For employers, the emphasis is on strong leadership that promotes diversity and its positive impact. This means setting explicit goals, scrutinising the processes that govern both new hires and progression, and seeking external advice.

For recruitment professionals, the focus is on their expertise and the unique position they have to influence and help drive change in the organisations they work with (see box-out, above).

Recruiters and in-house HR professionals are reporting a wide range of ways in which they had seen employers show bias and use discriminatory and other ill-advised practices in their recruitment pipeline. Whether it’s in the job ad and where it’s posted, how applicants are screened or interviews are conducted, it’s important to call bad practices out.

Asking employers the right questions will also prompt change (see below).

Challenging questions to ask employers to drive change

  • Are your business values reflected in the company’s culture, brand and communication?
  • Are you attracting female candidates to apply for the role?
  • Is your business a champion of flexible working?
  • Is your business a champion of enhanced maternity and paternity leave?
  • Are you confident that the selection criteria used to screen candidates are transparent, impartial and fair?
  • Do you focus more on experience or on skills and potential of your workforce?
  • Are hiring managers properly trained and the interviewing panel diverse in composition?
  • Do you regularly monitor under-representation in your organisation?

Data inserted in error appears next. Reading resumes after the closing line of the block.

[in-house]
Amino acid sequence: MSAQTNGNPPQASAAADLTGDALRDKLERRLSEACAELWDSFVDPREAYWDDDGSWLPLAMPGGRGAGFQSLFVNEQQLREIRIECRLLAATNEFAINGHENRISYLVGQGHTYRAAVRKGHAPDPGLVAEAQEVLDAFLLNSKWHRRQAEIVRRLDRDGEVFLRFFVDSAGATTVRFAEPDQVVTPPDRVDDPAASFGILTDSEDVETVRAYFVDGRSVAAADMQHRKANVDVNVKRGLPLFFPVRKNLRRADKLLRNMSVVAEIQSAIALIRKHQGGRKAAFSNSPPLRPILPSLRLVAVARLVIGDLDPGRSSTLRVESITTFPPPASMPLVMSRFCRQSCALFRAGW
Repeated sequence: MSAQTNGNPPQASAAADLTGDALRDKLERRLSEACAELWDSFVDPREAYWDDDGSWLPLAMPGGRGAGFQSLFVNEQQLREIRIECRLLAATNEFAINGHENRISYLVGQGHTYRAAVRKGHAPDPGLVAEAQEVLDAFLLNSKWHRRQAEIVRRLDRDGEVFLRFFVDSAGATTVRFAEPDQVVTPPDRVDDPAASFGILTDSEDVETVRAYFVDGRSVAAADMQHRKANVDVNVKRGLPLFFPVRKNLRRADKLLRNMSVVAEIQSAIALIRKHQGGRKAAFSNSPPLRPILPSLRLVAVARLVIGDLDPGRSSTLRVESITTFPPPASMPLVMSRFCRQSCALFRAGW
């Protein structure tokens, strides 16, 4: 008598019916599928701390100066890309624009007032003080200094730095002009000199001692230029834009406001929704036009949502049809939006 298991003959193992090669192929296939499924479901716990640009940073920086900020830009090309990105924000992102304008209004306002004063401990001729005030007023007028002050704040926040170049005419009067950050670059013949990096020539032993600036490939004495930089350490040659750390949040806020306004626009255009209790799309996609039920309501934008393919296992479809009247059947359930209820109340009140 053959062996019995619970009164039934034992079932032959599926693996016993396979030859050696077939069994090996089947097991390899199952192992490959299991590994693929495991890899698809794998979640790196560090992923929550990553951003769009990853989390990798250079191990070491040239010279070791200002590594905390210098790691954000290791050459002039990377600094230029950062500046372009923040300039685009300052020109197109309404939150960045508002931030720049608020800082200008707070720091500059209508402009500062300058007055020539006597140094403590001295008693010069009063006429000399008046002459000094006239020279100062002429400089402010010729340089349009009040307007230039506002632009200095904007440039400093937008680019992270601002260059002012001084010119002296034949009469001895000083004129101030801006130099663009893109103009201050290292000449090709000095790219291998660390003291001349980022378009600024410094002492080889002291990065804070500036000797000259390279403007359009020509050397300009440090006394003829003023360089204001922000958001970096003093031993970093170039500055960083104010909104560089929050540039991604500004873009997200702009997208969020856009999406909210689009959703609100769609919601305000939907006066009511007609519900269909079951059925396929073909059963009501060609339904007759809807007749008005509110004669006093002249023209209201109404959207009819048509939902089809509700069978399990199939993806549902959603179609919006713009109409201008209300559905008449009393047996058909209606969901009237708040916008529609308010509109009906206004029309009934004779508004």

Simple questions might not have easy solutions, but they help to identify knowledge gaps, biases and the problems companies are facing. Recruitment professionals can then work together with employers and their in-house teams to solve them – by putting specific, ambitious and achievable actions in place to safeguard gender diversity and inclusion during the hiring process.

Working together

The good news is that according to a REC survey of 400 HR decision makers, conducted by ComRes in August-September 2018, the majority of respondents are already using a range of inclusive practices as standard when recruiting for a vacancy in their organisation:

  • 74% ensure the hiring manager is trained in interviewing techniques
  • 72% assess job advert language
  • 69% assess whether the role can be advertised as open to flexible working
  • 62% ensure the hiring manager is trained in dealing with unconscious bias
  • 60% ensure there is a diverse interview panel.

More than a third are also using anonymised recruiting, highlighting that huge change is happening.

And importantly, businesses are learning from each other in terms of what best practice looks like. As Bill Richards, UK managing director at the report’s sponsor Indeed, says: “When it comes to diversity and inclusion, there is no competition: we all need to learn from each other.”